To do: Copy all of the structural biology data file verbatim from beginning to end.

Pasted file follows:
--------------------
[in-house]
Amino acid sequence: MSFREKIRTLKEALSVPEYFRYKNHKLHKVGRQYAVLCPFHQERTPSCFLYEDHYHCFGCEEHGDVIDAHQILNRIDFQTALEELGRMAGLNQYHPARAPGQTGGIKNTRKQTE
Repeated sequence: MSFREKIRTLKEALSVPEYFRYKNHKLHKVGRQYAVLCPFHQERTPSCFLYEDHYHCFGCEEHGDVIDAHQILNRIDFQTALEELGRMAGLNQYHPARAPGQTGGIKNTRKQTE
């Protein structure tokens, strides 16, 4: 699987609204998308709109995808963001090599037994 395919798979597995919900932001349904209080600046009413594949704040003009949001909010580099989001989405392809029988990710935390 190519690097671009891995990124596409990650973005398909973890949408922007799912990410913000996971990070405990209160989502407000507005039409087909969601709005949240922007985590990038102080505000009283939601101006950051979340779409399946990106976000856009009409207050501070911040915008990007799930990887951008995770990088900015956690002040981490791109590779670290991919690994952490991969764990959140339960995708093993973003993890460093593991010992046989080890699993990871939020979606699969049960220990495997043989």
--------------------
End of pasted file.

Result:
[in-house]
Amino acid sequence: MSFREKIRTLKEALSVPEYFRYKNHKLHKVGRQYAVLCPFHQERTPSCFLYEDHYHCFGCEEHGDVIDAHQILNRIDFQTALEELGRMAGLNQYHPARAPGQTGGIKNTRKQTE
Repeated sequence: MSFREKIRTLKEALSVPEYFRYKNHKLHKVGRQYAVLCPFHQERTPSCFLYEDHYHCFGCEEHGDVIDAHQILNRIDFQTALEELGRMAGLNQYHPARAPGQTGGIKNTRKQTE
């Protein structure tokens, strides 16, 4: 699987609204998308709109995808963001090599037994 395919798979597995919900932001349904209080600046009413594949704040003009949001909010580099989001989405392809029988990710935390 190519690097671009891995990124596409990650973005398909973890949408922007799912990410913000996971990070405990209160989502407000507005039409087909969601709005949240922007985590990038102080505000009283939601101006950051979340779409399946990106976000856009009409207050501070911040915008990007799930990887951008995770990088900015956690002040981490791109590779670290991919690994952490991969764990959140339960995708093993973003993890460093593991010992046989080890699993990871939020979606699969049960220990495997043989």